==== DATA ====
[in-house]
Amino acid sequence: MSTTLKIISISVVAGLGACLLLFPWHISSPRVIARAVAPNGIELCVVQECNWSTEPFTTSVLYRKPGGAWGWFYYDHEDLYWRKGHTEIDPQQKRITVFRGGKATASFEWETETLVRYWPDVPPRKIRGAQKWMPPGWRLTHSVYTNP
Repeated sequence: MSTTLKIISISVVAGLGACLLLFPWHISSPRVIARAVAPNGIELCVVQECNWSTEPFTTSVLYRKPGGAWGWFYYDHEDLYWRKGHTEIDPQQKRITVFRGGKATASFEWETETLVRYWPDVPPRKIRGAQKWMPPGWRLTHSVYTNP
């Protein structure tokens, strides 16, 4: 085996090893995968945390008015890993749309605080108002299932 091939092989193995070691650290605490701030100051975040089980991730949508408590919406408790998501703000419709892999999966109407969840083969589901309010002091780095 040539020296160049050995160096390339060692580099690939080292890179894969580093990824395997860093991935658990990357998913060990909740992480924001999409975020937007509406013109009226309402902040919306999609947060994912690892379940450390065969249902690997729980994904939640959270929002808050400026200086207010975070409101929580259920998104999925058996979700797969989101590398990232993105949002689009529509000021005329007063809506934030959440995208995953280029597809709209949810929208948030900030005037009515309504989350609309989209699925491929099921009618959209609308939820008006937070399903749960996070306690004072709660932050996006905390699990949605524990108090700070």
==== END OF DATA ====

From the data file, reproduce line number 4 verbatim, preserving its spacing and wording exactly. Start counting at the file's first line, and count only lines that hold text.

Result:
């Protein structure tokens, strides 16, 4: 085996090893995968945390008015890993749309605080108002299932 091939092989193995070691650290605490701030100051975040089980991730949508408590919406408790998501703000419709892999999966109407969840083969589901309010002091780095 040539020296160049050995160096390339060692580099690939080292890179894969580093990824395997860093991935658990990357998913060990909740992480924001999409975020937007509406013109009226309402902040919306999609947060994912690892379940450390065969249902690997729980994904939640959270929002808050400026200086207010975070409101929580259920998104999925058996979700797969989101590398990232993105949002689009529509000021005329007063809506934030959440995208995953280029597809709209949810929208948030900030005037009515309504989350609309989209699925491929099921009618959209609308939820008006937070399903749960996070306690004072709660932050996006905390699990949605524990108090700070």